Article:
Rich in nutrients like vitamins A and C, fiber, antioxidants, and melatonin, cherries are a sweet summer treat. But are these delicious, nutritious fruits safe to share with our pets?
While many summer fruits are healthy, refreshing, and safe to share with our four-legged friends, and cherries do contain some beneficial nutrients, they unfortunately can do more harm than good for dogs.
Are Cherries Safe for Dogs?
When it comes to cherries, while the flesh isn't necessarily toxic to our four-legged friends, they should only be offered with extreme caution. And that’s primarily because cherries come with an inherent danger to our pets—the pits, stems, and leaves contain cyanide. This is true for all cherry varieties, including bing, rainier, and black cherries.
Cyanide is poisonous to pets and humans alike, and can be potentially lethal if consumed in large quantities. So while dogs can eat unprocessed cherries in small quantities, they have to be carefully prepared to ensure that the pits, stems, and leaves have been completely removed.
Pet owners should also be hesitant to offer any cherry-flavored foods to their dogs, as they are typically loaded with artificial flavors, chemicals, and sugar. In fact, even foods that are naturally flavored with real cherries will often have quite a bit of added sugar.
As far as potential health benefits, while cherries have been associated with everything from blood sugar control to reduced hypertension and even pain relief, unfortunately a dog would have to consume quite a few cherries in order to reap these benefits--and that's when the risk far outweighs the benefit. And, of course, you'll always want to check in with your veterinarian to get their OK before offering cherries (or any other human food) with your pooch.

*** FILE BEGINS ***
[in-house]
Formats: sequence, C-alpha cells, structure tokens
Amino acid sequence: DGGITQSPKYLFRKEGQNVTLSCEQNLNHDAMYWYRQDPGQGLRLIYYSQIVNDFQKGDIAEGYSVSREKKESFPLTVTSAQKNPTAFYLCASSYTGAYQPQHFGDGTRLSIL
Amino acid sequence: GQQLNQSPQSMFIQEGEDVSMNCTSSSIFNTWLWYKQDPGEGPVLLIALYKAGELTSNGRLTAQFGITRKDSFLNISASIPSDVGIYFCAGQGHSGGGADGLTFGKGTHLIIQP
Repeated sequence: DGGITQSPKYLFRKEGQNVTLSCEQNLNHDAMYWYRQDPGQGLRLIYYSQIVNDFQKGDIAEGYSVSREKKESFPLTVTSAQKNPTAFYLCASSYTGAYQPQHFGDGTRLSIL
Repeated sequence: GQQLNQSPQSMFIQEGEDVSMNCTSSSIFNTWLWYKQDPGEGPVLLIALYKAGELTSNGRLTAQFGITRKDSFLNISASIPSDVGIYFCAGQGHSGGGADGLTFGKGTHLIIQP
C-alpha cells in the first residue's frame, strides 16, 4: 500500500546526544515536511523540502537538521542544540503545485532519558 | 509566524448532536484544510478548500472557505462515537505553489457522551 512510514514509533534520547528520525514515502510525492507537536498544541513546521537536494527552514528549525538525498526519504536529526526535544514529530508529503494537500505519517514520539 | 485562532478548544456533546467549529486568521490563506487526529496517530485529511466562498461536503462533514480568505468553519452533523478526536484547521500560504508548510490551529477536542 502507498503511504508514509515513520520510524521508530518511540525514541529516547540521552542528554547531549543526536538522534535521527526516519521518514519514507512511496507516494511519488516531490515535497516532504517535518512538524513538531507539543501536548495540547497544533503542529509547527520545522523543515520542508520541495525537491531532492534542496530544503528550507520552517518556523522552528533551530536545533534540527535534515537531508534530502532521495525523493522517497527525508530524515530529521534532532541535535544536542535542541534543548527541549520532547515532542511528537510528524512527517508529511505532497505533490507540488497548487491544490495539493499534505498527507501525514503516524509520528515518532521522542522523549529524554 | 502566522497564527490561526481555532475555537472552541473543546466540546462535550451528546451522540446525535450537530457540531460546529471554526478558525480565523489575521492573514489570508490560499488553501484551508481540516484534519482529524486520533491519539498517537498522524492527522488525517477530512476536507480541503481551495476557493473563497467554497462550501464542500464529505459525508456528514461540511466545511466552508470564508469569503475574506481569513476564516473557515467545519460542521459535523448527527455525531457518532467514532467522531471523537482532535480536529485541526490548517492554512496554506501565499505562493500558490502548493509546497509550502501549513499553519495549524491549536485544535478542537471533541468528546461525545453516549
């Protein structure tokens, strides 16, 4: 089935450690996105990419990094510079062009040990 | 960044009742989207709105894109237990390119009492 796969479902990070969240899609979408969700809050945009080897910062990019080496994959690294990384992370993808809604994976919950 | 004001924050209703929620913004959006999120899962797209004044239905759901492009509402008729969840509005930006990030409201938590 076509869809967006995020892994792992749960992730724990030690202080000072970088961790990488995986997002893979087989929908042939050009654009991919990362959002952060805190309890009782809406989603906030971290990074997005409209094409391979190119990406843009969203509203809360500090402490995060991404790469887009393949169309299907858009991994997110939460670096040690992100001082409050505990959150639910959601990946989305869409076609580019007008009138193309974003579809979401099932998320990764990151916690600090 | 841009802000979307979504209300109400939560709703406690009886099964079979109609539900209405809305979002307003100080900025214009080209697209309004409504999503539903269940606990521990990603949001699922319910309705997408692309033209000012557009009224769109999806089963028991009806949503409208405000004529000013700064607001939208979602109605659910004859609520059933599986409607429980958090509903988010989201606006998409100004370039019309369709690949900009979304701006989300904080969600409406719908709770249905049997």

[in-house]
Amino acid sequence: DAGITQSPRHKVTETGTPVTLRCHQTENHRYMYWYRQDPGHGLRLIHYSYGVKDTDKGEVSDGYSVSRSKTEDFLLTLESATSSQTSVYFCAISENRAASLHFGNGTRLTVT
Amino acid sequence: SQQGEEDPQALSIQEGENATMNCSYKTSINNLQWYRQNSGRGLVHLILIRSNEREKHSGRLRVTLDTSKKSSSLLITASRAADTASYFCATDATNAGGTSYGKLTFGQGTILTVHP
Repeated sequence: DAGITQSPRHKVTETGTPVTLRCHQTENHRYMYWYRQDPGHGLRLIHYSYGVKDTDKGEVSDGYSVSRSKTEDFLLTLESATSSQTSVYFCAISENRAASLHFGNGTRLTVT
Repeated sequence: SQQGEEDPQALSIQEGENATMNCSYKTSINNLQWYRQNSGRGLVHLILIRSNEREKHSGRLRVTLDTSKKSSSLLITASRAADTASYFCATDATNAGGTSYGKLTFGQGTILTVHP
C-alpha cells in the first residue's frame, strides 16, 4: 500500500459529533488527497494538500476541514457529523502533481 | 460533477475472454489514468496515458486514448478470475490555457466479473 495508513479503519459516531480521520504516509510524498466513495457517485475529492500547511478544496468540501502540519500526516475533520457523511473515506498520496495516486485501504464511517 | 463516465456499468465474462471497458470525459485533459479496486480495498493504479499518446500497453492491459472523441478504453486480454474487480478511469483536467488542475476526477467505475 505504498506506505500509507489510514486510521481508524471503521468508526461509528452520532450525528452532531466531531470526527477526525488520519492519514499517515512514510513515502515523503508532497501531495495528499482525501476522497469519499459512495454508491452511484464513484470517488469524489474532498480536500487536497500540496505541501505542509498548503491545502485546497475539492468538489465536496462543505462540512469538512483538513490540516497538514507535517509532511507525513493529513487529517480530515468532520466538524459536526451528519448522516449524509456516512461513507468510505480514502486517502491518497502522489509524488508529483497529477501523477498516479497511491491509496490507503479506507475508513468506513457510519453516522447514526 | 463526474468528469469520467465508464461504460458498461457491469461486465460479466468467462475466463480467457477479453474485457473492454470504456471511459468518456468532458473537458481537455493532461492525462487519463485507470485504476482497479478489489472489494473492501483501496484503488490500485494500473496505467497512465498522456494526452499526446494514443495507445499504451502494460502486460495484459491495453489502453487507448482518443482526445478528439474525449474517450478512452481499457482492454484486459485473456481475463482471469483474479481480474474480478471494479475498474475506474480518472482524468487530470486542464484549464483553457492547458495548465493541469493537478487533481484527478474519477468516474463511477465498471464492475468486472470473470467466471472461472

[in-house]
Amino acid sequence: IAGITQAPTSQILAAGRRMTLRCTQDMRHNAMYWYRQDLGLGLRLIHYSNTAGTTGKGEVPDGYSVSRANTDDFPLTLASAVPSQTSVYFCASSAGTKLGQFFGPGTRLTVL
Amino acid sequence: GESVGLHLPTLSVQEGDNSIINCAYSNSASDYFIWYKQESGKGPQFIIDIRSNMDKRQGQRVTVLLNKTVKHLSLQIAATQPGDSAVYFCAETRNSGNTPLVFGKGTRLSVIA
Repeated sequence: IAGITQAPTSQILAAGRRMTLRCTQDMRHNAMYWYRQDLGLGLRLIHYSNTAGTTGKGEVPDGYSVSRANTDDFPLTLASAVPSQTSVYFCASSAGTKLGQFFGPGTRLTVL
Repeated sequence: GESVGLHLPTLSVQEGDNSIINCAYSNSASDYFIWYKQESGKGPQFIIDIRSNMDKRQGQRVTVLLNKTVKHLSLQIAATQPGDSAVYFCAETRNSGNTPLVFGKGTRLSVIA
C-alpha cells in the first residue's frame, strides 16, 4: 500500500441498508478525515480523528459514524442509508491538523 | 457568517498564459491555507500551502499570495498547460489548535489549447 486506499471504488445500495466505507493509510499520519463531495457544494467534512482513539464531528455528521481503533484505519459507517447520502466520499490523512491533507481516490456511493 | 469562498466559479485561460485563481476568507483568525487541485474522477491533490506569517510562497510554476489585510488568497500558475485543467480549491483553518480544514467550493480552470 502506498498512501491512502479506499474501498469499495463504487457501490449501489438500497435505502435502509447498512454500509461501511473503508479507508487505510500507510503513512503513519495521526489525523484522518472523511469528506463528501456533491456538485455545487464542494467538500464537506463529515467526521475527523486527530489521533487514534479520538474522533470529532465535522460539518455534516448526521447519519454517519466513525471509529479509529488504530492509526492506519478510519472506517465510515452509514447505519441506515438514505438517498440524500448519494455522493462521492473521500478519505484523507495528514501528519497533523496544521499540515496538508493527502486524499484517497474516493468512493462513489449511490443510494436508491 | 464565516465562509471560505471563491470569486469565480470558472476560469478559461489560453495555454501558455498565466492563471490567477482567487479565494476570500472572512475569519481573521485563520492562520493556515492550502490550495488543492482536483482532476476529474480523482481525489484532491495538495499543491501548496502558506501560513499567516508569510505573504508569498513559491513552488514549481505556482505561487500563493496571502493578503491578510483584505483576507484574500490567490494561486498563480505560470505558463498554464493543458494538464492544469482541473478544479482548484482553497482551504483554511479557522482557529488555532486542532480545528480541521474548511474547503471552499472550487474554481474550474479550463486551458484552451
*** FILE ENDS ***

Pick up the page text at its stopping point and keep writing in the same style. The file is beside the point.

The Dangers of Cherries for Dogs
Along with the risk of cyanide poisoning, cherry pits themselves also pose the risk of intestinal blockages, as they can easily become stuck in a dog’s digestive tract (which is life-threatening and may require surgery). This is especially true for smaller breeds, which are more susceptible to blockages from a small cherry pit. Pet owners should also be aware that puppies may be more susceptible to both blockages and cyanide poisoning, so take special care when offering cherries or any other human food with a puppy.
Of course, there are some cherries that are pitless, such as the super sweet maraschino cherries (the kind you'll often find in drinks). The problem with these cherries--as well as all canned, processed fruits--isn’t so much the pits but the amount of added sugar that’s used to sweeten them. The short-term dangers of too much sugar for dogs range from hyperactivity to tummy troubles like diarrhea, while causing more serious conditions like pancreatitis, diabetes, and obesity over time.
Generally speaking, if you'd like to share some fruit with your dog this summer, stick with safer staples like blueberries or watermelon (and, as always, keep an eye on Rover's portion sizes). If offering fruit with pits, always be sure to only offer the flesh; even if the pit doesn't contain cyanide, there is always the danger of intestinal blockages.
What to Do if Your Dog Eats Whole Cherries
If your dog happens to swallow a whole cherry when you aren't looking, there’s no need to panic right away. One cherry pit won’t be enough to cause cyanide poisoning. However, there is still the risk of intestinal blockage, so you’ll want to be sure to monitor your pooch for at least 24 hours, looking for symptoms such as vomiting, constipation, or decreased appetite and decreased fecal production. Symptoms of acute cyanide poisoning may present themselves within 15 to 20 minutes of consuming the cherries.
However, if your dog has just scarfed down multiple cherries, that’s when you should call your veterinarian and start watching them for symptoms of cyanide poisoning, which can include gums that are bright red in color, difficult breathing, and dilated pupils. In more severe cases, your dog can go into shock. All of these symptoms require immediate veterinary attention. Your vet may determine that the best course of action is to induce vomiting, which can help prevent cyanide toxicity.